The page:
Page last updated at 12:17 GMT, Monday, 22 December 2008

Tripping over toys 'main danger'

Skiier falls
Falls can occur during many leisure activities

Parents will be checking toys and games for sharp edges or choking hazards before giving them to their children this Christmas.

But, according to trading standards officers, the biggest risk of injury posed by toys comes from people tripping over them.

Officers say that the proportion of dangerous items on sale is low.

Instead, several thousand accidents are caused by falls or children throwing toys at each other.

Safety tips

Officers have offered a series of safety tips for parents. They include giving toys a "good pull and prod" to ensure they do not come apart.

Some returns policies will impose a time limit on non-faulty returns so it is worth acting quickly
Michele Shambrook
Consumer Direct

Parents should also dispose of packaging and ensure that the toy is appropriate for the age of the child.

Among the most important tips, they say, is to use a toy box to clear away toys after play to reduce the risk of tripping over them.

The Trading Standards Institute (TSI) is calling for a national database to be reinstated to keep track of the cause of injuries in the home.

A database with information from 18 hospitals was used to spot accident trends from the 1970s, but was stopped in 2002.

The TSI, which speaks for trading standards departments across the UK, is also calling for a wholesale review of the CE marking system.

It says that consumers commonly misinterpret this as a safety or quality mark when its primary function is a stamp allowing free movement of goods across the EU.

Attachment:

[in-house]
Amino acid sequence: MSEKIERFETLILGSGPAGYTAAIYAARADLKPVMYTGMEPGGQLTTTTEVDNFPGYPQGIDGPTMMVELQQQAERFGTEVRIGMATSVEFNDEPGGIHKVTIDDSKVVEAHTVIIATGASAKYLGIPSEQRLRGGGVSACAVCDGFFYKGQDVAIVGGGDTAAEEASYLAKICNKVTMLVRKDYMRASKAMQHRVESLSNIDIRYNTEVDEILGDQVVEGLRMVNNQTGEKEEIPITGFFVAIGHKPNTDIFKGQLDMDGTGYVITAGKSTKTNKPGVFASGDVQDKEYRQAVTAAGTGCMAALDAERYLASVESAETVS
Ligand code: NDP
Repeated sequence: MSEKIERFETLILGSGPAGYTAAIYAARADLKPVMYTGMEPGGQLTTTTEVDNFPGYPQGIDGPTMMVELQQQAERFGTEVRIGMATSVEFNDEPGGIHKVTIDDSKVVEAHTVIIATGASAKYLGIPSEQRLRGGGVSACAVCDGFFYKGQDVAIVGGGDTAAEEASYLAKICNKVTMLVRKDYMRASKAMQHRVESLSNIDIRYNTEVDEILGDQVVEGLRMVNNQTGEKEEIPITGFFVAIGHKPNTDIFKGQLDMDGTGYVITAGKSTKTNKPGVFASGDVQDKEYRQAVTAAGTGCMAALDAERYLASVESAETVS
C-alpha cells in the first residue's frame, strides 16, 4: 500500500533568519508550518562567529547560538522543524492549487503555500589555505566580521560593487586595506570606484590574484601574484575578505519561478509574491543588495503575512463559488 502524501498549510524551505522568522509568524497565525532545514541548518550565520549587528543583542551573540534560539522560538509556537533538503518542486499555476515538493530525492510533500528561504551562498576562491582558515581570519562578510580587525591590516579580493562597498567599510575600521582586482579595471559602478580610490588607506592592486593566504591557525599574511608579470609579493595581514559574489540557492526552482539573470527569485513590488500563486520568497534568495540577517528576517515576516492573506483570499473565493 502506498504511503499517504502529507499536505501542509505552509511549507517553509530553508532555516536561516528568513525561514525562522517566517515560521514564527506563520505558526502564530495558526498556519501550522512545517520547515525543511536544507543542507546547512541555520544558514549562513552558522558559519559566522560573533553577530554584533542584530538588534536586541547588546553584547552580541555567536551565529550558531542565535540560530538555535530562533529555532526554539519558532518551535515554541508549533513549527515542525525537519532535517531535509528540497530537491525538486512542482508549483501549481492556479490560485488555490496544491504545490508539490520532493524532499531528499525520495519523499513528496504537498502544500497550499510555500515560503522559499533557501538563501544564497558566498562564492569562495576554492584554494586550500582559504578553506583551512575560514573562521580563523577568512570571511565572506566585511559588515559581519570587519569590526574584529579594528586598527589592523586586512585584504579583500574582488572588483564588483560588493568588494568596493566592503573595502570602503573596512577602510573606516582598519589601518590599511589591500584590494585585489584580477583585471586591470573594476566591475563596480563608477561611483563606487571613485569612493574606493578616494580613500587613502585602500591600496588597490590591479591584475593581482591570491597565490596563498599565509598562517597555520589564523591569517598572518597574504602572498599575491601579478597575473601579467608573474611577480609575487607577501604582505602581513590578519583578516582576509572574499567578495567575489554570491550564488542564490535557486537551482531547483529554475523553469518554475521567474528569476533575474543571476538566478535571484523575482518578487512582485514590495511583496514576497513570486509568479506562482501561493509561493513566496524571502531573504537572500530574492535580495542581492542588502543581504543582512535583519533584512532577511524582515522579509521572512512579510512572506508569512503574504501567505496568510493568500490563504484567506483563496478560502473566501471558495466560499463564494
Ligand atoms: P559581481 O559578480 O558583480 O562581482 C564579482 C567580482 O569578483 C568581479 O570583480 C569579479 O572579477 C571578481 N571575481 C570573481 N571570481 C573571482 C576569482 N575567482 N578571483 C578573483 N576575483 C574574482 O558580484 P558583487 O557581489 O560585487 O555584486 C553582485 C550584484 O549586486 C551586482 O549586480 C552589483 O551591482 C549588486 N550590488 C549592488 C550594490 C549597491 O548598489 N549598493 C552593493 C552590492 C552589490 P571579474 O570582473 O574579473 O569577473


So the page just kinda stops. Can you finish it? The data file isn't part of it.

Unwanted gifts

People wanting to return unwanted or ill-fitting Christmas presents this year are also being told that they have no automatic entitlement to a refund.

Staff from helpline Consumer Direct are telling consumers that refunds are only available for items that do not prove to be as described, or are not of satisfactory quality.

"You will not always be offered a cash refund for unwanted items but you may be able to request an exchange or a credit note," said Michele Shambrook, operations manager for Consumer Direct.

"Some returns policies will impose a time limit on non-faulty returns so it is worth acting quickly.

"If you have bought items online you have additional consumer protections, which in most cases give you a cooling off period of seven working days after delivery to cancel for any reason and get a full refund including original delivery costs."

In these cases, the customer still has to pay to return the item.

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